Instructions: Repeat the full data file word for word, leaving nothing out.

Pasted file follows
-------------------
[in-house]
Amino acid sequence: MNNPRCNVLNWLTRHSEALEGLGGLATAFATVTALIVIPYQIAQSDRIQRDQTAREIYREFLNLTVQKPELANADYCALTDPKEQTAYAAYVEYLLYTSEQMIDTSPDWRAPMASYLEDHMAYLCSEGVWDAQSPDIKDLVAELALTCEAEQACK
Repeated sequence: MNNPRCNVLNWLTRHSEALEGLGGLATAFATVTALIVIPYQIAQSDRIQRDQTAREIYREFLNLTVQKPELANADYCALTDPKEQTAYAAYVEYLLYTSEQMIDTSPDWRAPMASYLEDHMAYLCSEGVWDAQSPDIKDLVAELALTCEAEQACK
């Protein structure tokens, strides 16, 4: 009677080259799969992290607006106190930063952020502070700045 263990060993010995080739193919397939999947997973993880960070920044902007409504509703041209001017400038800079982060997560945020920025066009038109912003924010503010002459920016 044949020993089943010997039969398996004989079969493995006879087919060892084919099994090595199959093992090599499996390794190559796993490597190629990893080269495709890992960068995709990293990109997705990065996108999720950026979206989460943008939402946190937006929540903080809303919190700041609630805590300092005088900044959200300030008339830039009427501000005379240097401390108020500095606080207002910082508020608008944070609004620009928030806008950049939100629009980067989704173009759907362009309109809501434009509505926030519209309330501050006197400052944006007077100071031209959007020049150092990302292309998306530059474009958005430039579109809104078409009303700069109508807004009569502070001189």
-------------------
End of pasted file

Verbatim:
[in-house]
Amino acid sequence: MNNPRCNVLNWLTRHSEALEGLGGLATAFATVTALIVIPYQIAQSDRIQRDQTAREIYREFLNLTVQKPELANADYCALTDPKEQTAYAAYVEYLLYTSEQMIDTSPDWRAPMASYLEDHMAYLCSEGVWDAQSPDIKDLVAELALTCEAEQACK
Repeated sequence: MNNPRCNVLNWLTRHSEALEGLGGLATAFATVTALIVIPYQIAQSDRIQRDQTAREIYREFLNLTVQKPELANADYCALTDPKEQTAYAAYVEYLLYTSEQMIDTSPDWRAPMASYLEDHMAYLCSEGVWDAQSPDIKDLVAELALTCEAEQACK
């Protein structure tokens, strides 16, 4: 009677080259799969992290607006106190930063952020502070700045 263990060993010995080739193919397939999947997973993880960070920044902007409504509703041209001017400038800079982060997560945020920025066009038109912003924010503010002459920016 044949020993089943010997039969398996004989079969493995006879087919060892084919099994090595199959093992090599499996390794190559796993490597190629990893080269495709890992960068995709990293990109997705990065996108999720950026979206989460943008939402946190937006929540903080809303919190700041609630805590300092005088900044959200300030008339830039009427501000005379240097401390108020500095606080207002910082508020608008944070609004620009928030806008950049939100629009980067989704173009759907362009309109809501434009509505926030519209309330501050006197400052944006007077100071031209959007020049150092990302292309998306530059474009958005430039579109809104078409009303700069109508807004009569502070001189």